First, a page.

Exactly three years ago on this day, we featured a reader of the blog who was suffering tremendously and trying to get a grip not only on his finances, but on being accepted in a world that doesn’t make it easy on people of certain backgrounds.
Many of you reached out with generous words of encouragement and even sharing some of your own struggles in life (thank you for that!!), and now I’m happy to report that after three long years our friend here is doing substantially better :)
With his permission, I’d like to share his latest update here in case any of you are going through anything similar, as well as a reminder that you can never go wrong betting on YOURSELF.
It’s not always easy, but as Iqbal here shows today – progress is possible!! So way to go, man!! A refreshing thing to read in these trying times!
Here’s his note below… For reference, he lives in Lisbon, Portugal.
Just wanted to check how are you doing during this pandemic outbreak.
And also to let you know how I was doing because it’s been years now since I last sent any news. So, overall, I’m better than ever and you had a big impact on me. Till today I’m very thankful for your support and it pleases me to re-listen to the episodes you recorded with Paula. So much knowledge and so much humility.
As for me, in the last two years I’ve been great because:
– I quit my university degree exactly a year ago and I’ve never been more relieved. That was one of the biggest things that contributed for my depression. I was not letting go of something that was harming me in the name of grit/perseverance without realizing that continuing it was hurting me more than doing good. I found a parallel between that and you deciding to quit the podcast. That episode was so relatable!
– After quitting school, I spent most of the time working (on what I was already working in) and saving up money (I had about €20,500 saved by the end of 2019). I work in tourism (I rent two Airbnb rooms and I’m a tour guide) and property management (I manage 8 tenant contracts).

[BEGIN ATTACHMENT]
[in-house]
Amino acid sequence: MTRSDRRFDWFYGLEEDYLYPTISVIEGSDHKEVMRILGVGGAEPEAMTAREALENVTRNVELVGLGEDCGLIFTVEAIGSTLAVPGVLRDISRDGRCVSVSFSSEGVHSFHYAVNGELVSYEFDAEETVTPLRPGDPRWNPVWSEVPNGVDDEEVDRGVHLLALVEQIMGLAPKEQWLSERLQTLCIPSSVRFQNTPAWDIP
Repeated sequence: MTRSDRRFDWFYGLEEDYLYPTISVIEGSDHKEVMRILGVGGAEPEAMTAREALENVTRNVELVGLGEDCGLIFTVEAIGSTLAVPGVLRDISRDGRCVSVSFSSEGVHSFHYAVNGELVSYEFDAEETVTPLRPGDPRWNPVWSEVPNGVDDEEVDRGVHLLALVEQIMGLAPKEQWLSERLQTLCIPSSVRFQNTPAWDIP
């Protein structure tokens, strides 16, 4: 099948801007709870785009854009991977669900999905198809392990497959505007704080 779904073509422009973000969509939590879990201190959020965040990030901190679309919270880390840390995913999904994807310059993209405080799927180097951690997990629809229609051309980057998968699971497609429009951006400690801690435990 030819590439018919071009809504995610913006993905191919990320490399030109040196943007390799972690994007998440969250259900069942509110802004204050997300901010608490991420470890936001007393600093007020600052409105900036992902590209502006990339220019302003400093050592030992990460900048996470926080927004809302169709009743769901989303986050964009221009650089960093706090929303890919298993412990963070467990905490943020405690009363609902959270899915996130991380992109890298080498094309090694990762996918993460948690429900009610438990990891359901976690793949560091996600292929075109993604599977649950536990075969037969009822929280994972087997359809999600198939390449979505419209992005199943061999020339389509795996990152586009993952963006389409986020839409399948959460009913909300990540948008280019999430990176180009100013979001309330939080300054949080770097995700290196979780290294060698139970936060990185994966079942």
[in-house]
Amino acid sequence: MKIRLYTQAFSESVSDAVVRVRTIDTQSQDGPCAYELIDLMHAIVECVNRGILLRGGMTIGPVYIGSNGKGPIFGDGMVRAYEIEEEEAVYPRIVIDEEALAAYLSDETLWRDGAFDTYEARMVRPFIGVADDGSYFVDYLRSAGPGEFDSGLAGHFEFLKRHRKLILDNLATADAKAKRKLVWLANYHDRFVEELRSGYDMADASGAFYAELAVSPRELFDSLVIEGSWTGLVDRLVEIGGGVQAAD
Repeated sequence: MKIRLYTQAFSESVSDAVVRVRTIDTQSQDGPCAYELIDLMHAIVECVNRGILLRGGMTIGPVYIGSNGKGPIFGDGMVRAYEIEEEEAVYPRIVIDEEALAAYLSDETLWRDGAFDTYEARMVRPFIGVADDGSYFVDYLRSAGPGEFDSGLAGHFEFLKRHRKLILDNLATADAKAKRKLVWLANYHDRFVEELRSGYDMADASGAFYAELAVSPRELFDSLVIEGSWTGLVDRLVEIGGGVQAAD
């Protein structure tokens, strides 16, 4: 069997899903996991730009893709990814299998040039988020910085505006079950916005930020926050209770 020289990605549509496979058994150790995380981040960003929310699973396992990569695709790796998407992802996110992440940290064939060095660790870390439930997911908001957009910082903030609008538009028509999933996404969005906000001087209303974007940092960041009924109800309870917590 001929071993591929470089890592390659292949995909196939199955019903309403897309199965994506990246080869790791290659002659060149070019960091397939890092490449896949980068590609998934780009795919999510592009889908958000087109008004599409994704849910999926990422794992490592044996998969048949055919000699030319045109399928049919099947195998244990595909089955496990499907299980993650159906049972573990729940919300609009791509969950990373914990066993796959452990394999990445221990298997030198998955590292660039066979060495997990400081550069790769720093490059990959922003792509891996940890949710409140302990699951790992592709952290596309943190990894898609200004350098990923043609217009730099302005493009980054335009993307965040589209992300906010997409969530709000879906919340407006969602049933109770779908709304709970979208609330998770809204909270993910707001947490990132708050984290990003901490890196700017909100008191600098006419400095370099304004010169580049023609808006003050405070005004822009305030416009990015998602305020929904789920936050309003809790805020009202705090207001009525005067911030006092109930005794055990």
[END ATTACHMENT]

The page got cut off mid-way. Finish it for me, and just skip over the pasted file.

– Even though this work was not related to what I studied (architecture), it was earning more money (€1,750/month) than people working in my field of study (architecture = €900/month).
– I wanted to invest in Land Flipping due to it’s low-initial-capital required to invest (I was planning on €7,000) so I purchased the REtipster course online by Seth Williams (€2,000). Have you ever heard about it? [Nope! But love the name! :)]
– Because I needed to physically be in the US to open a bank account for the Land Flipping business, I flew to the US and Canada for the first time in my life on Nov. 2019 and LOVED it.
– I felt super welcome by everyone and it all felt very familiar, maybe because I grew up with so many references from there (online and TV). It was very easy to start a friendly conversation with almost everyone!
– I had been very slow applying the knowledge from the Land Flipping course due to excessive demand in my Lisbon-based work. So I haven’t made any deals yet. For now, due to the covid-19, I decided to pause that course.
– During the quarantine I am trying to learn Forex Trading. I see a lot of lessons also apply to stocks (technical analysis).
– I started dating a new guy two years ago who is great and has even met my parents and relatives.
– My dad finally broke his 10-year silence regarding my homosexuality and has been very supportive.
– I’m more and more connected with my parents, siblings, cousins and some aunts and uncles.